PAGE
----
A little later, some thought must have occurred to Ferdy about my interest and questions about Harry Belafonte.
So much so that later, when I began petting his short little black and brown haired dog, he said to me, that

"maybe I shouldn't, cause I might get my hand black."

Startled I stopped, as a child does in alert fashion. But still with trust, I had stopped and looked at my hands. Unsure. And from then on he thought I believed that the black of the fur would rub off. I am sure I actually knew it wouldn't, I had petted colored animals on the farm, and just knew it from blind experience it wouldn't, but no matter. As far as he was concerned, I had fallen into his joke at my young age.

His wife entered in to explain him, in the usual way she did. We had a little conversation about fur and skin color that did not rub off. From then on he enjoyed the memory of I, a little girl falling for his little joke. We went home after that.
[I was to remember this incident several times in my later years.]

We'll resume the story after some Quick words
from the sponsor:

From then on, I would listen to the radio and the station on the radio in the barn in hopes of hearing the song. My brother had told me that he had heard it sometimes on certain numbers of the station dial. when I had a chance, I would go down to the barn to hear the radio.
Dad always had on Polka's and those songs of the New Ulm station of the German Bohemian nature on his radio in the barn. I asked my father, if he had ever heard the song that Tennessee Ernie Fords had sung. So sometimes he would turn his dial, so we could hear other songs and often I did hear Tennessee singing. I began to play with the radio station dial in the house, usually with the old plastic looking radio in the basement for more of Tennessee Ernie Ford. That's when I heard the songs of his that I was beginning to love - ". I owe my soul to the company store. and "Mathilda. But most of all I discovered my most favorite to this day of all of his songs. This old house.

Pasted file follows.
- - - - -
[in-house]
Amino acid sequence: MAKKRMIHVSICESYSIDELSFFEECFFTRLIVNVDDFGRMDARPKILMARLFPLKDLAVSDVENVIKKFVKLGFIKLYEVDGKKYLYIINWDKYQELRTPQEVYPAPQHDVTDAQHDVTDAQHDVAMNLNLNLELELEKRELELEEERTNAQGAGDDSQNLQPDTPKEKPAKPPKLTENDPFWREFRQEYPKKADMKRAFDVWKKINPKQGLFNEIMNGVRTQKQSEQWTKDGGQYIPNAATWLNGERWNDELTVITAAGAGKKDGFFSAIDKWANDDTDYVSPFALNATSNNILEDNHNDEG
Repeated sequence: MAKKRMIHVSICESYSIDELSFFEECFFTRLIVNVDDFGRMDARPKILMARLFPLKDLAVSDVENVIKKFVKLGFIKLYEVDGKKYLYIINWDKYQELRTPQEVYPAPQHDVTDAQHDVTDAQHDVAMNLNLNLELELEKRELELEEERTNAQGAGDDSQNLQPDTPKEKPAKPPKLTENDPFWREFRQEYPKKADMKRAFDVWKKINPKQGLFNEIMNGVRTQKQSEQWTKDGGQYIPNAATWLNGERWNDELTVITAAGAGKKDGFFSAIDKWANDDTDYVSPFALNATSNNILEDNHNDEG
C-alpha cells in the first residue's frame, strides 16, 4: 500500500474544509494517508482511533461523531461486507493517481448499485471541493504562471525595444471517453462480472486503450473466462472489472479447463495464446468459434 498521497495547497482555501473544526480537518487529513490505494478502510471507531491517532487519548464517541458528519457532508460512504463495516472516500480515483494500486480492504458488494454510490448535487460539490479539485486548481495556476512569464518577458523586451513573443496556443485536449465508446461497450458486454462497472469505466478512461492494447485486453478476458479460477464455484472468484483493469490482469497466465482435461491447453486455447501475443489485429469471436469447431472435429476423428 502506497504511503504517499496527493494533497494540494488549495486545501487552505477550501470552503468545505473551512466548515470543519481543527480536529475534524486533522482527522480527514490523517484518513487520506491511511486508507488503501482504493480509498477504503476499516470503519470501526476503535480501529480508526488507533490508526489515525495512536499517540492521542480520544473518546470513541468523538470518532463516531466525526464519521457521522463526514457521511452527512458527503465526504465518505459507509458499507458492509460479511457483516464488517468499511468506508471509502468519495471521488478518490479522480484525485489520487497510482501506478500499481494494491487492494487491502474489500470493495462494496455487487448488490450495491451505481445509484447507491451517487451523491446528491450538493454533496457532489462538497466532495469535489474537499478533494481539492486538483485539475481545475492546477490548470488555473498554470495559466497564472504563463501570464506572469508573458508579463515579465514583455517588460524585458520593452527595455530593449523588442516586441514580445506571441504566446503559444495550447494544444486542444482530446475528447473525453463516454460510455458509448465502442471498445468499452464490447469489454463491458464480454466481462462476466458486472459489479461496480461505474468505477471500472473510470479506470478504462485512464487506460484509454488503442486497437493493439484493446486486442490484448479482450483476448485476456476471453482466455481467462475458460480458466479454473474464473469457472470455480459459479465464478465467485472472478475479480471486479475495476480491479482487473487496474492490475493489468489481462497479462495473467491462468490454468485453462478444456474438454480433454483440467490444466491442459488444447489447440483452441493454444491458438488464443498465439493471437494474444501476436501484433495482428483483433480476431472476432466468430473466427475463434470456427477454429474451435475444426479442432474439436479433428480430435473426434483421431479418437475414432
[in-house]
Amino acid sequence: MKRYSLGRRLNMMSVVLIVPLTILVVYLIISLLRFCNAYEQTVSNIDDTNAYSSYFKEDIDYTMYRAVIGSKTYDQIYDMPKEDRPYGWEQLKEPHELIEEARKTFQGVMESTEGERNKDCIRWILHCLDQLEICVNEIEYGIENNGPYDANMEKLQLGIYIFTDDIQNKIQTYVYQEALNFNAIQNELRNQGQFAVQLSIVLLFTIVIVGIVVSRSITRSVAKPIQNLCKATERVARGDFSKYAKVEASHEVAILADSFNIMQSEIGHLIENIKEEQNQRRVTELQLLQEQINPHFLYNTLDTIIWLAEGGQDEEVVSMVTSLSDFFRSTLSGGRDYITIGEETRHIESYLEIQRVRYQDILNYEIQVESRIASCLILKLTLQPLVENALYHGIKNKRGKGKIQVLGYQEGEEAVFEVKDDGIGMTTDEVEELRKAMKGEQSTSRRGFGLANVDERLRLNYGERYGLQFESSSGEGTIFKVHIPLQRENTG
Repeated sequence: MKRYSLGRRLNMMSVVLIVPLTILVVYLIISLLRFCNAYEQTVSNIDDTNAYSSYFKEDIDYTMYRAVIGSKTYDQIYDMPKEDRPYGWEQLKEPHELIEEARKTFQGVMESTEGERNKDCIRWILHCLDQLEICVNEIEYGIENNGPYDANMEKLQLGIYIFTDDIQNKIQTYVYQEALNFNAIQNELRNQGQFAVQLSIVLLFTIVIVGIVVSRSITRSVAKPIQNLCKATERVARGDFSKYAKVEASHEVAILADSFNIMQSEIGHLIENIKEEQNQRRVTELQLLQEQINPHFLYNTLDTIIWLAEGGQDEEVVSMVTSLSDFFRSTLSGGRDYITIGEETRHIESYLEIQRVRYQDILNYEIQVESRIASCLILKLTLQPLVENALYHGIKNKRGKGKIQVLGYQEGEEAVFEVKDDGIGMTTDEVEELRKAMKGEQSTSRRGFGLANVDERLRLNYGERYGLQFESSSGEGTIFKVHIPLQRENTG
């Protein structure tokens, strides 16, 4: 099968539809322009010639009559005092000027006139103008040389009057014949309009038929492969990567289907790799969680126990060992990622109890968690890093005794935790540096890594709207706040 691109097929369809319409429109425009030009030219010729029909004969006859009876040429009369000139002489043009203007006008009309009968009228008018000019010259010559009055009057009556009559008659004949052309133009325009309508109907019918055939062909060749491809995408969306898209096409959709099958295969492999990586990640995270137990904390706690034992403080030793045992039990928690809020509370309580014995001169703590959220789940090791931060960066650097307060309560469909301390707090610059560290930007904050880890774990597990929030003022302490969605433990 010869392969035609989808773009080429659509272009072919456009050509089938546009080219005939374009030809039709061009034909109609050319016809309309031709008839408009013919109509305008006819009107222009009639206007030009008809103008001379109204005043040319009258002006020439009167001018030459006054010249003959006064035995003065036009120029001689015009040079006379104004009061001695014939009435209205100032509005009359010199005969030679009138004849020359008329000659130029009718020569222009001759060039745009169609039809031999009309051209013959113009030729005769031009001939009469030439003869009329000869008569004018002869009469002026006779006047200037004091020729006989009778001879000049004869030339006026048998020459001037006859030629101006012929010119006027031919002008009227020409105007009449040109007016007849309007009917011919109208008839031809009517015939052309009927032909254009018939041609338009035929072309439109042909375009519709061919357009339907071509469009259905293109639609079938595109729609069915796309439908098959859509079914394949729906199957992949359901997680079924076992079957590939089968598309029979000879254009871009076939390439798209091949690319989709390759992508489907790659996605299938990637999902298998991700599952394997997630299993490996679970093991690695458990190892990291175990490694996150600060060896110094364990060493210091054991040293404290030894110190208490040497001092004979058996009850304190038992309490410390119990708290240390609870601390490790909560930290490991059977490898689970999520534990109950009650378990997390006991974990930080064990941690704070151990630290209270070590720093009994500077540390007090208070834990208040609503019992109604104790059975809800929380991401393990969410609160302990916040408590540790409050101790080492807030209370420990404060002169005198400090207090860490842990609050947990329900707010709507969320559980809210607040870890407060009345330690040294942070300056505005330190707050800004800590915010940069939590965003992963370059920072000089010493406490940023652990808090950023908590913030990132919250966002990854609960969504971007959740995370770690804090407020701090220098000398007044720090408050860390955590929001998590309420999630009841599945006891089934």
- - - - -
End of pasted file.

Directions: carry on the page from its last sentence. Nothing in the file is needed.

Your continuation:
"Ain't gonna need this house no longer
Ain't gonna need this house no more
Ain't got time to fix the shingles
Ain't got time to fix the floor
Ain't got time to oil the hinges
Nor to mend the window pane
Ain't gonna need this house no longer
I'm a-gettin' ready to meet the saints."

Now Back to the story

Ferdy and Cordelia gave me a gift that day too. Mom of course protested. They gave me a white blouse. I certainly needed one like that. Cordelia explained that Ferdy thought siblings should get presents when other siblings got birthday presents. [ I have remembered that idea myself for a long time. I tried it with my own children.]

We got Christmas presents too from them that year. I couldn't tell you what Sonny got, but I can tell you that when I opened the box and rolled back the tissue paper and saw what the Borcherts had given me; I knew with instant understanding why. He did explain it himself, though, why he had given me a twelve inch black doll. He explained to mom that he just had to do that, since he had teased me so about black fur and brown skin color joke. He even asked me, if I understood why I got the brown skinned doll, and if I liked it. I said I liked it. And I liked the attention from this man with the twinkles in his eyes. Even if it wasn't what I might have wanted, he said he was pleased he gave it to me. I knew or felt even at my young age with out his words, that there was more to this than just the joke. Words cannot express why I liked my gift of that doll. For some reason his gift was more than it was.

There are times now as I think about that, I wonder what prompted all that? What was behind it for him. Was there more to this than just a man of faith, and fun, who liked to play Jokes on children.?

We'll be Back again after a word from our

See I did find Harry Belafonte's songs and it thrills me to see all the words.
The song famously sung by Harry Belafonte The Banana song.**[ 1956]

Day-o, day-ay-ay-o
Daylight come and me wan' go home
Day-o, day-ay-ay-o
Daylight come and me wan' go home

"Work all night on a drink of rum Daylight come and me wan' go home .........Day, me say day, me say day, me say day....ay-ay-o Daylight come and me wan' go home

Back to our final chapter

I told you my story was worth it. Advertisements, commercials and all. I am glad you didn't change the channel. Oh yes that's right we're a one channel blog. I have some favorite shows coming up that I'd like to remind you all about.

Be sure and stay tuned for the Family and
with Pizza;
Mary Tyler Moore and Rhoda;
Mighty Mouse and the Mouse hater;
All brought to you by arootdigger


Yes, Sissy we are a one channel Blog. Now if we could only be a commercial free story hour!

Belafonte's songs became popular with the children. It was especially known to those who watched the Muppets. It sure brings back the memories. I want to sing for some reason.

So What do you think about Sissie"s story hour, should it stay a few more posts?

What was your favorite radio or television show from your childhood? What was the program about and who was in it?

Source for more of Bellafonte :
Island in the sun; Get an ugly girl to marry you;

Dayo Banana song. first one I found with sound. not any particular reason for it, I am not responsible for your visit there. As far as I know it's okay.

Tennessee Ernie Ford Sources :

Note : Editing will occur.